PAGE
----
33. Gravatar of Morgan Warstler Morgan Warstler
    19. July 2011 at 19:40

    Scott,

    You couldn’t make it work.

    You REALLY don’t seem to get that Ben is AFRAID of the Tea Party.

    It isn’t him vs. Obama.

    Obama represents the C Power, he is meaningless.

    Obama’s TOTAL VALUE is that he’s the left’s attempt to try and not submit like Clinton did when “all the money is spent.”

    Ben is just a timid, less personally secure Greenspan.

    But the dynamic is exactly the same.

    Greenspan KNEW, like Ben KNEW that you can only promote the interests of bankers so long before the A Power (those who’ll touch the 90-99%) will take control.

    Obama is bound and determined to not be Clinton. He didn’t want his only job to be broader social rights and cuts to the safety net.

    Obama is cooked. The real point is what a one-term Obama teaches future Dem Presidents – since the right gets to spend all the money, you ONLY get to make cuts.

    Ben can’t save him, doesn’t want to save him (even a timid Greenspan doesn’t want to save Obama), and he CERTAINLY isn’t going to feel threatened by Obama printing some money.

    The GOP would impeach Obama. SCOTUS would stand behind the GOP.

    This game strategy has been afoot since 1980, and nothing will prevent the lessons from being learned. Democracy as preached by the left only works when the right cares about debt, once both sides spend all the money – Democracy gets pruned.

  34. Gravatar of Alex Godofsky Alex Godofsky
    19. July 2011 at 19:45

    “In order for hyperinflation to actually occur we’d have to have a real change in the money supply. Not just a change in expectations.”

    This is nonsense, of course. If people expected that the government was going to print $14tn dollar bills a year from now, it would absolutely create hyperinflation today.

    And if the government promised to remove $1tn fewer dollars from the money supply over the next 30 years (by collecting $1tn less in taxes), then yes, it will affect inflation today. This should be blatantly obvious to an MMTer.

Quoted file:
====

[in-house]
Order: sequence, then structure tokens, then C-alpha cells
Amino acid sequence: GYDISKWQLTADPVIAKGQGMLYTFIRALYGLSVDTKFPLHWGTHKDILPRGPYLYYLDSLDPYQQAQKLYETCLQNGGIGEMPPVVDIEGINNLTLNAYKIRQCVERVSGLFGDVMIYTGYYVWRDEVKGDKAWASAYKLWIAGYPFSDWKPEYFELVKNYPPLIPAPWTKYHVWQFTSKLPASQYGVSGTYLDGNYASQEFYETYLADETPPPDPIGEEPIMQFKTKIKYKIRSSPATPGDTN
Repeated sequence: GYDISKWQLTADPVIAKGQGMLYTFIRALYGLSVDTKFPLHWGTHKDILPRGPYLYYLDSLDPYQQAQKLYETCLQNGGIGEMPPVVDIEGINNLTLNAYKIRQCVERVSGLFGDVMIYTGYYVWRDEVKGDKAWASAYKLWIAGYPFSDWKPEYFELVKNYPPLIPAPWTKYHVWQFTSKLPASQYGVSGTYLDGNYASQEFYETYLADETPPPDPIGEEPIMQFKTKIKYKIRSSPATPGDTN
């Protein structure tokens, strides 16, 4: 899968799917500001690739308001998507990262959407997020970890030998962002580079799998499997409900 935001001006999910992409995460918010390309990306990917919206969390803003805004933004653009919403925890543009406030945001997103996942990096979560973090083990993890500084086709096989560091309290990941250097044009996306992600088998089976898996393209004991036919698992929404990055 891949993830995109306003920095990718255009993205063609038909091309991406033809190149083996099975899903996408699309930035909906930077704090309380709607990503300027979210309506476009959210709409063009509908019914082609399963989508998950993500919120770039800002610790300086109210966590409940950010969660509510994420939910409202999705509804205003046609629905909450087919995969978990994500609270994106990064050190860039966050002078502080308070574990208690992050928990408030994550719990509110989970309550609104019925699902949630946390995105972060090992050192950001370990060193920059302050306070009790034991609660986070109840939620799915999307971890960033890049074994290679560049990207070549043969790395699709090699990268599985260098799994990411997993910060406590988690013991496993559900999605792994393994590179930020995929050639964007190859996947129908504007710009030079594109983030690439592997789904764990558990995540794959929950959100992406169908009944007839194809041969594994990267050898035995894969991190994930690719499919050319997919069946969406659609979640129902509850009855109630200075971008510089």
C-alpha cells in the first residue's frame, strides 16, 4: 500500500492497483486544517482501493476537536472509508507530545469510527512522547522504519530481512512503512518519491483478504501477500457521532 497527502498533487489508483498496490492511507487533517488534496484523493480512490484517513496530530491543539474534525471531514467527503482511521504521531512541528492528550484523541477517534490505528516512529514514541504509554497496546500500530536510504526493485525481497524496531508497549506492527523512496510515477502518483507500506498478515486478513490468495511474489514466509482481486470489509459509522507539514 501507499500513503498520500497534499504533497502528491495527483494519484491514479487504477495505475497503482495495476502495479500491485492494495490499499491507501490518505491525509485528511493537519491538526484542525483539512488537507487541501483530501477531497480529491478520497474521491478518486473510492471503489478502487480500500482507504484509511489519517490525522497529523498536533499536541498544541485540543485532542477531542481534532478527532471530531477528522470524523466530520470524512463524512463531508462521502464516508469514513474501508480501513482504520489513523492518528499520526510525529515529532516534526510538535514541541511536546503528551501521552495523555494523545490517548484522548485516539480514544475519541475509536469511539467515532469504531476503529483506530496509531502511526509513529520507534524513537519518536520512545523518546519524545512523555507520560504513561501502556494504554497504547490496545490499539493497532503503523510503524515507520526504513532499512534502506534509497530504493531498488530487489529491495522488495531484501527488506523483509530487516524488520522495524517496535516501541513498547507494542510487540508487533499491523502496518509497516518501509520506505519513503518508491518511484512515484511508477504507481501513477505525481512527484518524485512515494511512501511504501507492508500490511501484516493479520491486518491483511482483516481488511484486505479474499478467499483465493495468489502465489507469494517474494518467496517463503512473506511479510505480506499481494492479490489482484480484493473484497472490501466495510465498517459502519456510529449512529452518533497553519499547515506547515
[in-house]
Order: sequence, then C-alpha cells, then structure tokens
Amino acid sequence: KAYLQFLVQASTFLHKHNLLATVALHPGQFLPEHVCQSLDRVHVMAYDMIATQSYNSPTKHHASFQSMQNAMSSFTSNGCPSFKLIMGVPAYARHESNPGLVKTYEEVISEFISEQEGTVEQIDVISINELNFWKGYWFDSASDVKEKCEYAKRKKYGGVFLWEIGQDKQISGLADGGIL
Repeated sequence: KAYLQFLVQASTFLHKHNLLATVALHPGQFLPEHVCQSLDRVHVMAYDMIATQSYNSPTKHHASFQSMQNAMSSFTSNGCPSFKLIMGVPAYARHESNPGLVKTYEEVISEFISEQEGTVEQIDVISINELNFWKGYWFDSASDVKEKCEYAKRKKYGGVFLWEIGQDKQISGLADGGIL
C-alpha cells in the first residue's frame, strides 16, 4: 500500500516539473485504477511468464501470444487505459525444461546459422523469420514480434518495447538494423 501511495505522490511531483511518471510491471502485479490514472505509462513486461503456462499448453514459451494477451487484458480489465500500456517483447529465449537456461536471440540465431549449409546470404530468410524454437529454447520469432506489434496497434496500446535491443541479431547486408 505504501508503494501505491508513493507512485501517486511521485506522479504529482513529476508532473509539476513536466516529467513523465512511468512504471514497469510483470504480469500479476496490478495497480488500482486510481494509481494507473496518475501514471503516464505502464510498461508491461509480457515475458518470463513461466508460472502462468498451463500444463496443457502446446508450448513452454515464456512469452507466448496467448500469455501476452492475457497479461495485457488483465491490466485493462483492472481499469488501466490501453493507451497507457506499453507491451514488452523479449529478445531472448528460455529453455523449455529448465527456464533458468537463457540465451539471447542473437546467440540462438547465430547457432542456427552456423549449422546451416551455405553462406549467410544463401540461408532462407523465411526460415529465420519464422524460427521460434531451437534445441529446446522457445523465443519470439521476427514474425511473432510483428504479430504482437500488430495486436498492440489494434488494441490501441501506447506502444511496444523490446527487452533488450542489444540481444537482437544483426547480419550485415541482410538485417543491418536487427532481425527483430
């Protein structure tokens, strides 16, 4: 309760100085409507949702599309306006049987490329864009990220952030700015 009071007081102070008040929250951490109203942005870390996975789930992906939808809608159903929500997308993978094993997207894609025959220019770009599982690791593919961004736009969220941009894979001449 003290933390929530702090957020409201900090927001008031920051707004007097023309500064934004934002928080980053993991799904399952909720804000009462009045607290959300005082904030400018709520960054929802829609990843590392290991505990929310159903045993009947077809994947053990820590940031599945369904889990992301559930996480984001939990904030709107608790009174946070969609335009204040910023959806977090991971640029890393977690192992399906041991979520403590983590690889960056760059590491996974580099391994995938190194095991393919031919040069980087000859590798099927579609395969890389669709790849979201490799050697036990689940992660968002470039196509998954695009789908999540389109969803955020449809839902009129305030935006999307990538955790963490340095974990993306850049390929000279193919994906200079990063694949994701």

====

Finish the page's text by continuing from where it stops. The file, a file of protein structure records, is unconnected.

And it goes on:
35. Gravatar of John John
    19. July 2011 at 19:52

    The comparisons to Weimar and Zimbabwe are both expected and ultimately inapplicable. Outsourced to Bill Mitchell: http://bilbo.economicoutlook.net/blog/?p=3773

    As far as the issue of “monetizing the deficit/debt” is concerned, also inapplicable under a floating exchange rate fiat monetary regime. When the government runs budget deficits they do so by crediting private bank’s accounts which as a matter of accounting increases reserves in the banking system. If the CB has a non-zero interest rate target then as a matter of necessity CB interventions in the reserve market becomes 100% non-discretionary. Assuming the CB has an interest rate target it sets and defends the buildup of reserves in the banking system as a result of deficit spending must be drained lest the CB lose control of its target rate and the actual FF rate falls to zero (obviously this isn’t a problem now as the target rate [i]is[/i] zero). This means that at the end of the day the CB is going to own an amount of T-secs equal to the amount issued by the treasury to deficit spend. It is a legal dance that the Treasury-Private Banking Sector-Central Bank are entangled in as a result of the ‘no overdraft rule’ between the Treasury and the Fed. However, the end result ends up being exactly the same.

    PS: Just as a side note, technically the CB no longer has to do this as it can now control its policy rate with IOR but in the event it didn’t have IOR authority the above is true as a matter of operational necessity.

  36. Gravatar of MarkS MarkS
    19. July 2011 at 19:58

    “This is nonsense, of course. If people expected that the government was going to print $14tn dollar bills a year from now, it would absolutely create hyperinflation today.”

    So, if a company says they’re going to earn $1 this year that means the stock price will remain at the new level following the announcement? Or will it adjust as the actual earnings come in? The fallacy in your logic should be obvious.